Tension among Democrats over pro tem race

The alleged involvement of a progressive political group in the race for state Senate president pro tem seems to be causing some consternation among some New Mexico Senate Democrats.   

According to sources familiar with the Senate Democratic Caucus, state Sen. Joseph Cervantes, D-Las Cruces, announced during a recent caucus meeting that he was approached by an unnamed political group that offered something in exchange if Cervantes voted for the groups choice for pro tem. 

Sources NM Political Report spoke with, who asked to remain anonymous out of fear of retaliation, said Cervantes did not specify what was offered or which political group offered it. 

Cervantes declined to discuss the matter, but did not deny that it happened. 

“I think it’s important that I work through the channels and the process we have for ethics issues,” Cervantes said. “So I’d tell you that I wouldn’t talk with you about that publicly until the appropriate time to do so.”

When asked which authority he reported the possible incident to, Cervantes didn’t give any more details. 

“I have spoken with individuals in a confidential way and in the appropriate way that we have for reporting things of concern,” he said. 

The pro tem position is voted on by the full Senate, but Democrats will have a 27-15 majority when the next legislative session begins in January. 

One source said several caucus members have been approached by representatives from the New Mexico Working Families Party to discuss potential legislation, with the conversation quickly turning to the pro tem race.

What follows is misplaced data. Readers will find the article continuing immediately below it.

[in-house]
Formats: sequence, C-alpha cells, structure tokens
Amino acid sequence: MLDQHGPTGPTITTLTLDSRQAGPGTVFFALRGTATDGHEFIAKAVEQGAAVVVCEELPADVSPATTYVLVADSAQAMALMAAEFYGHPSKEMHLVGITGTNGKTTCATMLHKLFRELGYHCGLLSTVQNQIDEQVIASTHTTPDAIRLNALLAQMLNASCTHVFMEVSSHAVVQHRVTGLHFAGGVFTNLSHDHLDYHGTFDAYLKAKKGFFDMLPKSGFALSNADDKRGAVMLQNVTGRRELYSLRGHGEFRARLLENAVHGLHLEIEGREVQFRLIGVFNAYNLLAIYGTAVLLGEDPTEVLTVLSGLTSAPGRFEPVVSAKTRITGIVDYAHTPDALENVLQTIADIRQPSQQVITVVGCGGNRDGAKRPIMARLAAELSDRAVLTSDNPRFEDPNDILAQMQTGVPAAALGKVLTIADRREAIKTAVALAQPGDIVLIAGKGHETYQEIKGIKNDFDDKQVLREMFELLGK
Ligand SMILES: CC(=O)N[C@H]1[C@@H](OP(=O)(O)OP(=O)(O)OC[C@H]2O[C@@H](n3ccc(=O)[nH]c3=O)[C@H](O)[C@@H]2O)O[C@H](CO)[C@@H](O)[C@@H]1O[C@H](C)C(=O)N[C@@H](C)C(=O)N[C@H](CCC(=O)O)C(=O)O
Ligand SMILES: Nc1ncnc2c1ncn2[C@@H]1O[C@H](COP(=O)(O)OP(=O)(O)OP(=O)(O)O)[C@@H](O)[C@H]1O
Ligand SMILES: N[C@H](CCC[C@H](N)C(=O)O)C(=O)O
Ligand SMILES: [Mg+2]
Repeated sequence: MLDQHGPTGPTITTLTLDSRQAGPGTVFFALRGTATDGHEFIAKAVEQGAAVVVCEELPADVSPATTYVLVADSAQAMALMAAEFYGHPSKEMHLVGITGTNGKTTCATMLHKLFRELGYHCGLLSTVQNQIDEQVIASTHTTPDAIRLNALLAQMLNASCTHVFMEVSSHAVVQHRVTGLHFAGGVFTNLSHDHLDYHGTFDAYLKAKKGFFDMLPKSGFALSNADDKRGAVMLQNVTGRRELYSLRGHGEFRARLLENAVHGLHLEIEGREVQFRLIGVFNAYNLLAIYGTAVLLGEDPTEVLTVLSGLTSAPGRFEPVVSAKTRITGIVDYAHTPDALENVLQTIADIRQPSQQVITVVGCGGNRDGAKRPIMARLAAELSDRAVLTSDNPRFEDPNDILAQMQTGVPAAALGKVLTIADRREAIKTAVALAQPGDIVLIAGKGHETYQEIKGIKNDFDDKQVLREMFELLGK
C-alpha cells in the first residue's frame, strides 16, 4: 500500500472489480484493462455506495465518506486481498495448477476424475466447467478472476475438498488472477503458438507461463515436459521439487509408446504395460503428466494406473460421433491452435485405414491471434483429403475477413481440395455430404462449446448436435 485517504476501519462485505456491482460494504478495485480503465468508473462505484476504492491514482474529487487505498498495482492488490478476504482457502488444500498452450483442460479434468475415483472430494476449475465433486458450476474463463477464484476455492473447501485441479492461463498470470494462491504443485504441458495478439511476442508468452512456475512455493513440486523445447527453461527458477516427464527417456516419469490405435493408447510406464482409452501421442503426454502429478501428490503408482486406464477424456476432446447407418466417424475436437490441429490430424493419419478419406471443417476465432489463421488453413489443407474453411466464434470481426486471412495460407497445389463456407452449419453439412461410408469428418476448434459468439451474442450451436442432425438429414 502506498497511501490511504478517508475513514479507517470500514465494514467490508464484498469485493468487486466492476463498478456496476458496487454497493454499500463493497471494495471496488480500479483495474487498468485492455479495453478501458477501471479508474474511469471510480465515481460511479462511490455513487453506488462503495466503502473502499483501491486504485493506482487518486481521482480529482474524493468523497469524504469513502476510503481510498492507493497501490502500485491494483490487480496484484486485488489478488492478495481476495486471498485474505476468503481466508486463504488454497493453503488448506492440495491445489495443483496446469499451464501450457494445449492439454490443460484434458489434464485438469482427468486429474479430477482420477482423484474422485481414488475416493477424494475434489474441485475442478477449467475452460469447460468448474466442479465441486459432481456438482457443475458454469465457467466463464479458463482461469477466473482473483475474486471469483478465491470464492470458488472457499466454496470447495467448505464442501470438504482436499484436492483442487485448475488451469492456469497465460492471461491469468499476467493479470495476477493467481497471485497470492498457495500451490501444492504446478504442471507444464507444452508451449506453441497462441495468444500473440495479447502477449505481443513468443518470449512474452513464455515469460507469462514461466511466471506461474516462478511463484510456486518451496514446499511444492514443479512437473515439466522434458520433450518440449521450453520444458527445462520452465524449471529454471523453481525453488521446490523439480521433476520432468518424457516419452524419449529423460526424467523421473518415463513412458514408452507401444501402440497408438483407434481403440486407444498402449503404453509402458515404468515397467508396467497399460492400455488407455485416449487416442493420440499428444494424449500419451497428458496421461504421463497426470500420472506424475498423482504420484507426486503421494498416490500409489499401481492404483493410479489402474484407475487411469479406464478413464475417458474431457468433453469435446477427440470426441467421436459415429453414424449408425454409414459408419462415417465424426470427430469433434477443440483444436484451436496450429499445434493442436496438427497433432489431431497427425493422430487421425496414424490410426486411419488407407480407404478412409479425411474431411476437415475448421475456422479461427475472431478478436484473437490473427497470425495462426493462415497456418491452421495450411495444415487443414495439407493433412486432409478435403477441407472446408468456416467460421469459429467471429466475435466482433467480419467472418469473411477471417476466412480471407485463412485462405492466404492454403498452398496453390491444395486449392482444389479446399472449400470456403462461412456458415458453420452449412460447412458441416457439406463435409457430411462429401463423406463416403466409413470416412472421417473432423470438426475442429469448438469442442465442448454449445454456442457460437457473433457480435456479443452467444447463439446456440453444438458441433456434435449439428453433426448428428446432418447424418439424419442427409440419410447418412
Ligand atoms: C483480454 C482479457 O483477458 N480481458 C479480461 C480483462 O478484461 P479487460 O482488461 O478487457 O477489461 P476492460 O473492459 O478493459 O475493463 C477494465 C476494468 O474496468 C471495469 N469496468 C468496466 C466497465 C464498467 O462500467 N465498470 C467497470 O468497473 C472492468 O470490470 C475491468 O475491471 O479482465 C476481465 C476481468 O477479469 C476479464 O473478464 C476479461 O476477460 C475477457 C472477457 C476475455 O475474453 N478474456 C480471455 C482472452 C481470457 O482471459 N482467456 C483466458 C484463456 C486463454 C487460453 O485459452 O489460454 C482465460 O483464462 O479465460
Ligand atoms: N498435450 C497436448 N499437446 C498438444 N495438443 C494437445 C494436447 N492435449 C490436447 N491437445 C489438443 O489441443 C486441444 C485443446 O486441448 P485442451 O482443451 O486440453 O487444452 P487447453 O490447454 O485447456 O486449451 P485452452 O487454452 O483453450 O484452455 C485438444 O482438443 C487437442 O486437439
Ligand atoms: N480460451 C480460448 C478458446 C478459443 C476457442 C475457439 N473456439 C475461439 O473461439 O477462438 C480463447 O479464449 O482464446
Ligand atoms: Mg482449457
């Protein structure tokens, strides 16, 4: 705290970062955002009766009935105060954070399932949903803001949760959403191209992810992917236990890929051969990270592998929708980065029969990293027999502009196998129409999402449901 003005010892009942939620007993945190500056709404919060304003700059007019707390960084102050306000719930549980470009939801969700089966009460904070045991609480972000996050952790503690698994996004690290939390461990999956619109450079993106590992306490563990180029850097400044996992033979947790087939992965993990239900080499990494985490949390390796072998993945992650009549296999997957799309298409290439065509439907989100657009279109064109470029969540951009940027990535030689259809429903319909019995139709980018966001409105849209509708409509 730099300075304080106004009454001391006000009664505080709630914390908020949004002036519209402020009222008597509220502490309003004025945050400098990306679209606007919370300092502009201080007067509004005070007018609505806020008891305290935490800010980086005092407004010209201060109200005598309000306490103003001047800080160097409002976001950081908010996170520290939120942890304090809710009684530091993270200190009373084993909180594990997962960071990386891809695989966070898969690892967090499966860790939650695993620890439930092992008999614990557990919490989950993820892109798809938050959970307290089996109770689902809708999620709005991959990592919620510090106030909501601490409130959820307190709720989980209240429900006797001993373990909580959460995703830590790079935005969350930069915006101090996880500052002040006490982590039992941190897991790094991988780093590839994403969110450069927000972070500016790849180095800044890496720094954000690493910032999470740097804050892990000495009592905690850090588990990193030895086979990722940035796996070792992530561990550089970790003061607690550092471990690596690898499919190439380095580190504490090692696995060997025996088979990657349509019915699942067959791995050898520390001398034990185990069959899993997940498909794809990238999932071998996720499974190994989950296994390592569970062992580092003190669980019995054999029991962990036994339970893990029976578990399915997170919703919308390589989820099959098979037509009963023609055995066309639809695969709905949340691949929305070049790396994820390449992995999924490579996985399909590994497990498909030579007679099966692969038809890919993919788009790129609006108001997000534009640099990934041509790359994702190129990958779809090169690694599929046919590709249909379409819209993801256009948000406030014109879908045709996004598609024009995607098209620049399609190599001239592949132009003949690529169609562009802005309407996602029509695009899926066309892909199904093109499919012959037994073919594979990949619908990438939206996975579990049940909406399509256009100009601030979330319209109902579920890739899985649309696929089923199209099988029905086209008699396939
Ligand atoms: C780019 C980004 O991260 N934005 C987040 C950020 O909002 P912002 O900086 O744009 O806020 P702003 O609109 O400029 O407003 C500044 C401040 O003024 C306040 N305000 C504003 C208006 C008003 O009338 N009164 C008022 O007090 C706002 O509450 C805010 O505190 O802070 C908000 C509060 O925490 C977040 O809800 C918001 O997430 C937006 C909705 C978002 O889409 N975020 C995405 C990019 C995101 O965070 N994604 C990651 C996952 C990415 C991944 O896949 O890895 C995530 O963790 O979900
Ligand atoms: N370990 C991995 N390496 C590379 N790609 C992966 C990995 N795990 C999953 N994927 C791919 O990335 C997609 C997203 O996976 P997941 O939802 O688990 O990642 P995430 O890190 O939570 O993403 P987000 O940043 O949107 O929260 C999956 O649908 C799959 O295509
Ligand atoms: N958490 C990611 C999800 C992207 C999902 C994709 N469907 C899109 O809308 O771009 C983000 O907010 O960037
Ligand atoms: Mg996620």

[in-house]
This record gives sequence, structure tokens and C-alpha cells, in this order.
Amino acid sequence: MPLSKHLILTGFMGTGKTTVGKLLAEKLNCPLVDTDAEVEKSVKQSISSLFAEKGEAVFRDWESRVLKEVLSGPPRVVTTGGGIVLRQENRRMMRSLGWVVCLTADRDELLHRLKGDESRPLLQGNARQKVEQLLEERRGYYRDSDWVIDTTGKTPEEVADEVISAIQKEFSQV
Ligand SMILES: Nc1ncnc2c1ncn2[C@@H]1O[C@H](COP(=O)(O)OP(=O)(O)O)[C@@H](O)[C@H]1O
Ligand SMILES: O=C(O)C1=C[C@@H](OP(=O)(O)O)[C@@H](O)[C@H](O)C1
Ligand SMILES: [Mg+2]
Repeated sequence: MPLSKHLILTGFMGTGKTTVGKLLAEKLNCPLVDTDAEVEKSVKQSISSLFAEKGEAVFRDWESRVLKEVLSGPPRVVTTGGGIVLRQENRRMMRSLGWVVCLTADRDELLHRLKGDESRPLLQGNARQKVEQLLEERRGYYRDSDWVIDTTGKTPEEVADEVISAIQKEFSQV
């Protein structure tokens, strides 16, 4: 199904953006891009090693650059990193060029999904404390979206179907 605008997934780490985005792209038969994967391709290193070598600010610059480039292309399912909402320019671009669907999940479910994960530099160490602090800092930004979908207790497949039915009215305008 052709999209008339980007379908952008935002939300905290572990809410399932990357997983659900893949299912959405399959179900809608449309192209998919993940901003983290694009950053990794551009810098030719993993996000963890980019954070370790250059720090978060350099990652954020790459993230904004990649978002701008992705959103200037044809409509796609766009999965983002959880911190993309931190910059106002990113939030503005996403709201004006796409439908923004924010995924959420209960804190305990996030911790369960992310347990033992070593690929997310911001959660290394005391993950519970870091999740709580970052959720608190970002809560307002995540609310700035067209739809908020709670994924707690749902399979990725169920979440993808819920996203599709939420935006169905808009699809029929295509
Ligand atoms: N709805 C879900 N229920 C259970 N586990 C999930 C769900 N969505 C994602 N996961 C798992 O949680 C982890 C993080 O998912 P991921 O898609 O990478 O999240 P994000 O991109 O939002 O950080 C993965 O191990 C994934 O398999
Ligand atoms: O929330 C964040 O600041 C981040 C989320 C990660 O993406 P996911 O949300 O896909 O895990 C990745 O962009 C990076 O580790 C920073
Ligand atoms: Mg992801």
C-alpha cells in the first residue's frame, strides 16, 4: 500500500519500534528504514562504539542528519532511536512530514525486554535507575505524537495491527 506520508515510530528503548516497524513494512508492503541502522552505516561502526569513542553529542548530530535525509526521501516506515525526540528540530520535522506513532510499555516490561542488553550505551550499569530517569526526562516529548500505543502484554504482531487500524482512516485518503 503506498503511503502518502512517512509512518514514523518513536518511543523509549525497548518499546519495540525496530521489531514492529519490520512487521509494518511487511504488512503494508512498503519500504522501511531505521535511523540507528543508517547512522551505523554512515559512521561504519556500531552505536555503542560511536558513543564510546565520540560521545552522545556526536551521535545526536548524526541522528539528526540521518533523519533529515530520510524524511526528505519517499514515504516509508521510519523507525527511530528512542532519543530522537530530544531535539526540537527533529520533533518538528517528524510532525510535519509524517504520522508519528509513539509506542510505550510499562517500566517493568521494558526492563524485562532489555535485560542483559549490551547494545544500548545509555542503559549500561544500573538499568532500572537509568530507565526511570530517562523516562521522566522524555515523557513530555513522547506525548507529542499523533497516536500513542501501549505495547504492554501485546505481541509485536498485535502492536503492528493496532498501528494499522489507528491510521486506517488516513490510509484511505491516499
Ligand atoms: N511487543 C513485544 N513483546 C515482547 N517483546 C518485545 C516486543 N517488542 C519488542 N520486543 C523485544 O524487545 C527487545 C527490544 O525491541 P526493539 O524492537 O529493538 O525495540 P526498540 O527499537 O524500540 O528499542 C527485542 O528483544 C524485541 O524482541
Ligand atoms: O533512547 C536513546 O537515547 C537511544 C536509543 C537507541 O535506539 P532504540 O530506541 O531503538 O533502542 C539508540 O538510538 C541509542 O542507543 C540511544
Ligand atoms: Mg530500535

Working Families state director and former state senator Eric Griego called the notion that his group would try to drum up votes with a bribe “absurd.”

“First of all, we’ve not talked to Senator Cervantes at all,” Griego said. 

Griego said his group has been meeting with members of the Senate Democratic Caucus to discuss legislation and that occasionally the pro tem race comes up in conversation. But, he said, his group has only offered up their list of preferred Senators in those conversations and that the implication of quid pro quo is “super libelous.”

“It’s patently false, we just don’t work that way,” Griego said. 

The Working Families Party is a national organization that operates as both a political party in some states and also as a political advocacy group. 

Griego said the local chapter worked hard this year to oust what the group calls “corporate champions.” The group endorsed a list of candidates this year and helped get moderate Democrats out of office during the primary. Griego said his group wanted to follow through with that effort.    

“We worked our butts off to elect good people, both in the primary and the general,” Griego said. “And we’re not just going to hope that it turns out ok, in terms of leadership.